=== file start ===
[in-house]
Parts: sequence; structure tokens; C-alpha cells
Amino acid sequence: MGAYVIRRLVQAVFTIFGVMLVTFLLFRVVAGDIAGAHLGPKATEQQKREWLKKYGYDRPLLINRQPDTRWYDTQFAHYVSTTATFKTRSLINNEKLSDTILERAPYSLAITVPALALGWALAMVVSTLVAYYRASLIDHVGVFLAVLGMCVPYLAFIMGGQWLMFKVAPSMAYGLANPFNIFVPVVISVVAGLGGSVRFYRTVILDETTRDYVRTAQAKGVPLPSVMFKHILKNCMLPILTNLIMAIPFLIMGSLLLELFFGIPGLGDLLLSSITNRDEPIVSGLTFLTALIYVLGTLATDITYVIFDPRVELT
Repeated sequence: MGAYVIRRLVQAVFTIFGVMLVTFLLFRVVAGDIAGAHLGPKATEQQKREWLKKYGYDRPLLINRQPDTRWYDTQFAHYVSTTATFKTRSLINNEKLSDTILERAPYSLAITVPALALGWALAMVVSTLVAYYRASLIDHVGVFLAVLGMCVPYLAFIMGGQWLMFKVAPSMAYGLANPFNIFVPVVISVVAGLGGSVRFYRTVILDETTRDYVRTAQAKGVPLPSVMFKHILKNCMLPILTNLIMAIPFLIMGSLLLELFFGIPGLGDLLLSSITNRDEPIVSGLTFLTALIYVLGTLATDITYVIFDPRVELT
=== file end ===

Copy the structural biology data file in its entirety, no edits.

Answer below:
[in-house]
Parts: sequence; structure tokens; C-alpha cells
Amino acid sequence: MGAYVIRRLVQAVFTIFGVMLVTFLLFRVVAGDIAGAHLGPKATEQQKREWLKKYGYDRPLLINRQPDTRWYDTQFAHYVSTTATFKTRSLINNEKLSDTILERAPYSLAITVPALALGWALAMVVSTLVAYYRASLIDHVGVFLAVLGMCVPYLAFIMGGQWLMFKVAPSMAYGLANPFNIFVPVVISVVAGLGGSVRFYRTVILDETTRDYVRTAQAKGVPLPSVMFKHILKNCMLPILTNLIMAIPFLIMGSLLLELFFGIPGLGDLLLSSITNRDEPIVSGLTFLTALIYVLGTLATDITYVIFDPRVELT
Repeated sequence: MGAYVIRRLVQAVFTIFGVMLVTFLLFRVVAGDIAGAHLGPKATEQQKREWLKKYGYDRPLLINRQPDTRWYDTQFAHYVSTTATFKTRSLINNEKLSDTILERAPYSLAITVPALALGWALAMVVSTLVAYYRASLIDHVGVFLAVLGMCVPYLAFIMGGQWLMFKVAPSMAYGLANPFNIFVPVVISVVAGLGGSVRFYRTVILDETTRDYVRTAQAKGVPLPSVMFKHILKNCMLPILTNLIMAIPFLIMGSLLLELFFGIPGLGDLLLSSITNRDEPIVSGLTFLTALIYVLGTLATDITYVIFDPRVELT